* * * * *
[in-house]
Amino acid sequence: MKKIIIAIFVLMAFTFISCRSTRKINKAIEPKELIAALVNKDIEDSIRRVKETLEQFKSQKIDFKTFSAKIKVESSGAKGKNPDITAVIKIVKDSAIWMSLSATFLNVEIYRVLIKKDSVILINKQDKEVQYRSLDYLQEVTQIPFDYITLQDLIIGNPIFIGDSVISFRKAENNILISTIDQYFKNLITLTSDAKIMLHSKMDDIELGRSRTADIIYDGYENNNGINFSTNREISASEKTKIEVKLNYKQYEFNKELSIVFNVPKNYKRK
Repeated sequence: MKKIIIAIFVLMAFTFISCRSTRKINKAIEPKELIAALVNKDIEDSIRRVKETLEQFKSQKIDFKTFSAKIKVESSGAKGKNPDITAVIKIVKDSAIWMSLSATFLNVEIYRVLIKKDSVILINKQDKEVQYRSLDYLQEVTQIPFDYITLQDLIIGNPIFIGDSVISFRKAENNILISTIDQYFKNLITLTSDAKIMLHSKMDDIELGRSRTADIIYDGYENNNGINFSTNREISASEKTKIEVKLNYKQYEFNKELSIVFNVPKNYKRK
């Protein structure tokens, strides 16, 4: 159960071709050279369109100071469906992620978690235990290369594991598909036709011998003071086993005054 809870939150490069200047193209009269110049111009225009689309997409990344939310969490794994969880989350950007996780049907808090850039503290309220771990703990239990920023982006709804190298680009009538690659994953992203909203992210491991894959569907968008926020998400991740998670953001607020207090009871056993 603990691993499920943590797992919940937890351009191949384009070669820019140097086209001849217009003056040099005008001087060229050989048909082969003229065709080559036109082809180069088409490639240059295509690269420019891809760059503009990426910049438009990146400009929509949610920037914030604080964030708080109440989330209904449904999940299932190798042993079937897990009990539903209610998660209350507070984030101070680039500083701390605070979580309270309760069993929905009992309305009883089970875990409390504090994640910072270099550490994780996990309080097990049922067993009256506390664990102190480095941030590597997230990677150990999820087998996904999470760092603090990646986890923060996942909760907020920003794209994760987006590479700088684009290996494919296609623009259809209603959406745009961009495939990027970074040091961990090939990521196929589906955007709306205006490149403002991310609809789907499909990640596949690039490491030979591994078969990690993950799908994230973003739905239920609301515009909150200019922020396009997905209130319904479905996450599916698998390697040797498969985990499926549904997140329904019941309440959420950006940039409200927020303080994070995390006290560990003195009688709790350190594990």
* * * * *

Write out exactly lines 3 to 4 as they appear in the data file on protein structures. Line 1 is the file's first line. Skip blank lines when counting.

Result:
Repeated sequence: MKKIIIAIFVLMAFTFISCRSTRKINKAIEPKELIAALVNKDIEDSIRRVKETLEQFKSQKIDFKTFSAKIKVESSGAKGKNPDITAVIKIVKDSAIWMSLSATFLNVEIYRVLIKKDSVILINKQDKEVQYRSLDYLQEVTQIPFDYITLQDLIIGNPIFIGDSVISFRKAENNILISTIDQYFKNLITLTSDAKIMLHSKMDDIELGRSRTADIIYDGYENNNGINFSTNREISASEKTKIEVKLNYKQYEFNKELSIVFNVPKNYKRK
């Protein structure tokens, strides 16, 4: 159960071709050279369109100071469906992620978690235990290369594991598909036709011998003071086993005054 809870939150490069200047193209009269110049111009225009689309997409990344939310969490794994969880989350950007996780049907808090850039503290309220771990703990239990920023982006709804190298680009009538690659994953992203909203992210491991894959569907968008926020998400991740998670953001607020207090009871056993 603990691993499920943590797992919940937890351009191949384009070669820019140097086209001849217009003056040099005008001087060229050989048909082969003229065709080559036109082809180069088409490639240059295509690269420019891809760059503009990426910049438009990146400009929509949610920037914030604080964030708080109440989330209904449904999940299932190798042993079937897990009990539903209610998660209350507070984030101070680039500083701390605070979580309270309760069993929905009992309305009883089970875990409390504090994640910072270099550490994780996990309080097990049922067993009256506390664990102190480095941030590597997230990677150990999820087998996904999470760092603090990646986890923060996942909760907020920003794209994760987006590479700088684009290996494919296609623009259809209603959406745009961009495939990027970074040091961990090939990521196929589906955007709306205006490149403002991310609809789907499909990640596949690039490491030979591994078969990690993950799908994230973003739905239920609301515009909150200019922020396009997905209130319904479905996450599916698998390697040797498969985990499926549904997140329904019941309440959420950006940039409200927020303080994070995390006290560990003195009688709790350190594990």